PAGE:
Monday, August 17, 2020

Did I Mention They Hate You?

Why, yes, yes I did. 

And just to ram the point home, here's Julie Burchill confirming that our watchdog media are even more incestuous, corrupt and insular than the political class. 

Apparently, it's super important to name and shame blue collar suspects even when they haven't, strictly speaking, done anything but naming the, actually convicted, pervert friends of La Cosa Media? Not so much. 

Reminder: even on LBC - which markets itself as the voice of the man on the Clapham Ominibus - you can still switch on when you wake up and make it through to lunchtime without hearing a single presenter who's not a public school educated second generation media luvvie. As for the likes of Times Radio and Radio 4....

We should totally give the media a bail out!

Of course, Julie B still can't identify the final piece in the puzzle.  I guess writing for a libertarian site means this whole topic is what artillerymen would call 'Danger Close'. When it comes to nonces, liberals and libertarians all agree that the real issue is the dreadfully unnuanced takes of the lower orders (and, also, they're super sophisticated for refusing to call absolute depravity what it is). 

Using air quotes round perfectly accurate words like evil or pedophile is treated as an actual argument by these hipster douchebags. Meanwhile, wanting predators caged is tacky and crude.... I guess it's  sort of like the super important difference between drinking pints and drinking drams of Old McMolester.

They're smart and you're stupid and that's all you need to know, peasant.

Thursday, August 06, 2020

Hey, Did Someone Say 'Culture War'?

Crikey! Even the squishes are Guido Fawkes are talking about C****** W**. Yep, they've finally noticed that the average university campus is like that line from The Blues Brothers - they have both types of ideology: Blairite and Corbynista.

I'd give them a John McClane style 'welcome to the party, pal' but if you want to know the real reason why  Respectable Conservatives have suddenly decided to start referencing the huge gray thing in the room, take a look at what they posted later in the day.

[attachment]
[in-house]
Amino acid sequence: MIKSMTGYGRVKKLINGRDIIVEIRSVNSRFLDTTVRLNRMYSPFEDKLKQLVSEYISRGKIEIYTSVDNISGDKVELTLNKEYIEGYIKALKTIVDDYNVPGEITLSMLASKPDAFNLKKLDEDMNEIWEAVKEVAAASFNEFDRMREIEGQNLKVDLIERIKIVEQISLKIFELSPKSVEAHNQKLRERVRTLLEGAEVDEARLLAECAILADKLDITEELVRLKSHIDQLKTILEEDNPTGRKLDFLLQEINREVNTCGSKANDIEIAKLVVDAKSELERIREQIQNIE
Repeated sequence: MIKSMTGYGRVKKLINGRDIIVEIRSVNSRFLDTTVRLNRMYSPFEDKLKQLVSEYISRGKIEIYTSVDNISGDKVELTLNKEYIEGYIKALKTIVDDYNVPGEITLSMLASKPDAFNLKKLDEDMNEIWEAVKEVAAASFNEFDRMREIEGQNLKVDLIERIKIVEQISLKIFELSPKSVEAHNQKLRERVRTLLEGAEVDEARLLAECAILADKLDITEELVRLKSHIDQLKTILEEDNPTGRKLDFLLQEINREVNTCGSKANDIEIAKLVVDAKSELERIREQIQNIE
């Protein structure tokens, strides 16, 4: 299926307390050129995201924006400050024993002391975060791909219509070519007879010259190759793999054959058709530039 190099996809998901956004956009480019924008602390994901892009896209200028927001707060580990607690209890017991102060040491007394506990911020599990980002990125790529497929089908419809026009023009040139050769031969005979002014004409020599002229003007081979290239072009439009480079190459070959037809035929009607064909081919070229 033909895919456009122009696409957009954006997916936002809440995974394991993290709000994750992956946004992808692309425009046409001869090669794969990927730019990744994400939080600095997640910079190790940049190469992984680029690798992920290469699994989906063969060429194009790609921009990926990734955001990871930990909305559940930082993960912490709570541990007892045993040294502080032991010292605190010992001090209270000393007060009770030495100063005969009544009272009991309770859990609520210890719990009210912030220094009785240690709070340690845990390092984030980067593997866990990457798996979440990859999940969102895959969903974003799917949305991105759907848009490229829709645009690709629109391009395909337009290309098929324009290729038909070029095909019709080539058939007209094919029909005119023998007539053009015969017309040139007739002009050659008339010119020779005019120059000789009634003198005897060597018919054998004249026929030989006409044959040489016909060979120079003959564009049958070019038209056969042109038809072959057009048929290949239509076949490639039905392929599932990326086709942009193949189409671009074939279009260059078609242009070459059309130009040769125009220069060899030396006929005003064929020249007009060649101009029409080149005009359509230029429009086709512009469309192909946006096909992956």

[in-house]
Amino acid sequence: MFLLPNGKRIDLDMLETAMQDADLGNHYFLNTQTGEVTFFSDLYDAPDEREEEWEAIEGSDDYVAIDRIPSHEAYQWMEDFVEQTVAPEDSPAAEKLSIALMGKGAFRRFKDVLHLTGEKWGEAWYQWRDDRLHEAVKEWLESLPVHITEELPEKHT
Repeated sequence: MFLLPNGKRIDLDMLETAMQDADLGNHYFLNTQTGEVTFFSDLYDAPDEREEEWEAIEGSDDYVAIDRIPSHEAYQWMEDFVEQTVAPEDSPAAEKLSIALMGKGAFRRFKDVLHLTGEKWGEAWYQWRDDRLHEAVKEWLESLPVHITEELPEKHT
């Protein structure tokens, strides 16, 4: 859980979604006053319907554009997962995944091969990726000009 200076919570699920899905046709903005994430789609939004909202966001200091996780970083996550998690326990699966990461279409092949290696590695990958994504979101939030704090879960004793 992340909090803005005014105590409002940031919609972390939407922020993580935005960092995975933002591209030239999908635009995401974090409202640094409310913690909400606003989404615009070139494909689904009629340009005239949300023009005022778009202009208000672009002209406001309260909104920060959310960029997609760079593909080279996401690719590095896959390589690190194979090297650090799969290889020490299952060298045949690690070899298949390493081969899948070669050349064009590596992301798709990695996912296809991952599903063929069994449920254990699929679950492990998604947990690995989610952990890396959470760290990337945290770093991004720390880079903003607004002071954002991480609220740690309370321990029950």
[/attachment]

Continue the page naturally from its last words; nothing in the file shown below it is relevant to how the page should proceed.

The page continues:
Yes, indeed. Confidence in scientific advice is collapsing for some reason. We're just lucky that there are no big issues requiring scientific input in this country right now.

Meanwhile, back in the real world, normal people are starting to wonder if there's some kind of connection between the bias in Academia and the terrible quality of its output.

Consider our nation's (apparent) modeler in chief, Neil Ferguson. Looking at his track record, I'm not sure he could predict an uptick in the death rate for members of the avian community in December. More to the point though, his track record is not just bad, it's consistently bad. Basically, he's doing science, but not the sort you can use to predict things or where you need to update your theories if reality keeps letting you down.

You know, that type of science.

Needless to say, I think most of us had worked out the secret of his success even before we got introduced to his bit on the side, Helga von Wokenheit, Head of Globalism at the Global Institute for Globalism.

The point is not just that bias on campus leads to jobs for life for the suitably woke (though it does), or even that bright up and coming conservative academics need to either take a vow of silence or change careers (that's true too), it's that you can't have a healthy intellectual environment where everyone has to carefully walk the tightrope of approved ideology. It's hard to be innovative when out of the box can mean out of a job.

All this just leads to a bigger issue. The genius set at Tory HQ have refused to tackle issues like this on the grounds that they're too dangerous politically. Better just to kick the can down the road.

Hey, how's that working out for you guys?

As Trotsky would say - and he would know - you may not be interested in culture war, but culture war is interested in you. There are real world consequences to letting lunatics take over vital sectors of the country. Never mind whether or not taking on Professor Snootlington is really that high risk politically anyway, the choice is either to face the political risks of meaningful reform or face the political risks of dealing with the inevitable results of a dysfunctional and corrupted system.